Case Study: List of the 50 U.S. States

Since there are 50 States, I knew I would need to use a route that had at least 50 landmarks I could easily recall. Therefore, a short walk around my living room, though very familiar, probably would not cut it. I decided to try a mental walk through the first floor at my work.

Here is what I did specifically:

  1. On a blank sheet of paper, I wrote the numbers 1 through 50.
  2. Starting with the front steps of my company's building, I then wrote the prominent features of the first floor down in order. I visualized in my mind walking up the front stairs of the building, through the front glass entrance, past the small guest seating area, past the reception desk, across the lobby, and so on. I did not microanalyze the scene. There was no need to count the number of chairs in the guest waiting area for example - just calling the guest area as a single landmark was quite sufficient. Even though this is a relatively small building, I was able to reach the 50th landmark after only mentally walking through about half of the first floor.

    Just so this is clear, let me give you a few more of the landmarks I mentally noted in addition to those above: a small table and welcome sign that is always in the lobby; a small, marble retaining wall that separates the lobby from the hallway to the stairs; the lower landing of the stairs; a side exit door by the stairs; a nearby door leading to the snack room; the copy machine just inside the snack room door; the metal employee mailbox rack next to the copier, the vending machine, and so on.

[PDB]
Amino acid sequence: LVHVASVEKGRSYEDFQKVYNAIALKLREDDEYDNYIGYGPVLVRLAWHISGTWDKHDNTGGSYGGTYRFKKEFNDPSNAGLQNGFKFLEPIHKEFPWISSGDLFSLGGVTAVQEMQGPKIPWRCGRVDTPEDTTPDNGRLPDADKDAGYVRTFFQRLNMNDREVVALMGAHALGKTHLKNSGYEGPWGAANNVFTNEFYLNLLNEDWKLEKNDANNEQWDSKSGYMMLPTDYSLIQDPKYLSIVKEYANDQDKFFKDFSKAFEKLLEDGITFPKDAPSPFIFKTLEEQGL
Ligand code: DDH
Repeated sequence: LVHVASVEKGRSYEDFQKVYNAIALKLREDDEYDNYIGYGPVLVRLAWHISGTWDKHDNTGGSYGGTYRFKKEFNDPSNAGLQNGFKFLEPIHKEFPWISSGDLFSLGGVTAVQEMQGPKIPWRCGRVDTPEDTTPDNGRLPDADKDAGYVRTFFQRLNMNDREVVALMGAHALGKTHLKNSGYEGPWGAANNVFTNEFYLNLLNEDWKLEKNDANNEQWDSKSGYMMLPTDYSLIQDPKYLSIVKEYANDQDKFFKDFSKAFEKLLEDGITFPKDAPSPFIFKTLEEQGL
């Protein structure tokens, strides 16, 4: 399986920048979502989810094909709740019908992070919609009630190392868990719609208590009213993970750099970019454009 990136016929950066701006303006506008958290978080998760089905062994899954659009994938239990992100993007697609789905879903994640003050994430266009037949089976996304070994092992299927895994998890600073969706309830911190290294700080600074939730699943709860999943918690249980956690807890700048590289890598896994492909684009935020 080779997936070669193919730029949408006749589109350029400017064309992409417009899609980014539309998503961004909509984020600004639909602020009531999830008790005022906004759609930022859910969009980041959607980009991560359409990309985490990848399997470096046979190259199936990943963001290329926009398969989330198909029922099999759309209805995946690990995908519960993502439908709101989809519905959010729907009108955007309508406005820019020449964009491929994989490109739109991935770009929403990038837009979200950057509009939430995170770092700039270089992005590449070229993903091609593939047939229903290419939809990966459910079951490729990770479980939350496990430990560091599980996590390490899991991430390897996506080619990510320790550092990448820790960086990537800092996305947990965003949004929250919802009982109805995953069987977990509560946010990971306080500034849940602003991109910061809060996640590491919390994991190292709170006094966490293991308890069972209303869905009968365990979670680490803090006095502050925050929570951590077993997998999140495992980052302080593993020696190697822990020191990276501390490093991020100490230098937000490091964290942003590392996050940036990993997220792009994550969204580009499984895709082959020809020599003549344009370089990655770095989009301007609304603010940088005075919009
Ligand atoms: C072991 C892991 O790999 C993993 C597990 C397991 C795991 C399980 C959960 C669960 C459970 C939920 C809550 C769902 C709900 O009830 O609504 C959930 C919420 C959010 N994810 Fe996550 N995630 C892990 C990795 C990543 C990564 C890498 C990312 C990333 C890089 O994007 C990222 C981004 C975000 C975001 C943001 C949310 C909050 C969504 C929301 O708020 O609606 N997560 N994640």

The important thing is to make sure the landmarks fall in the exact sequence that you would see them by doing a normal walk-through of the area. The sequence is what will allow you to recall the exact order of your list later.

    This took a long time to explain in words, but I was able to figure out and write down the 50 landmarks in only about 5 or 6 minutes. The reason I could do it so quickly is that I selected a route I was already extremely familiar with (you should do that too).

  3. On a second piece of paper, I again wrote the numbers 1 through 50. In my 2005 Time Almanac, I found a list of the 50 States listed alphabetically. I copied these onto my piece of paper, in order.
  4. To peg the states to the landmarks in my walk-through, I had to think of a vivid image for each state. You can't just peg a "name" (like Nebraska) to the image of a table in a lobby; it's very difficult to visualize "text" and remember it.

    So on my paper I thought of one thing that reminded me of each state ("corn" for Nebraska, for example). Even though 50 might sound like a lot, actually it was easy because, being a citizen of the U.S, I already have some preconcieved ideas about most states. For the others, I just came up with something that sounds like the name.

    Here are some more examples: Alabama - banjo ("I've come from Alabama with a banjo on my knee..."); Alaska - polar bear; Arizona - meteor crater (there is a big one there that I think is cool); Arkansas - ark (Ark-ansas, "ark" as in Noah's); California - gold bars (as in the Gold Rush); Colorado - Coors beer cans; Connecticut - a chain ("Connect-icut"); and so on.

    The more vivid and appropriate you pick your images, the easier it will be later to remember later as you take the mental walk-through of your route. Make sure to pick nouns (e.g., gold bar). Don't pick adjectives ("red", "heavy", and so on) or other parts of speech. Nouns are obviously a lot easier to visualize.

  5. Tying it all together. At this point I had a list of 50 easy-to-visualize and sequential landmarks on my company's first floor. I also had a list of the 50 states in alphabetical order, with an easy-to-remember word next to each state.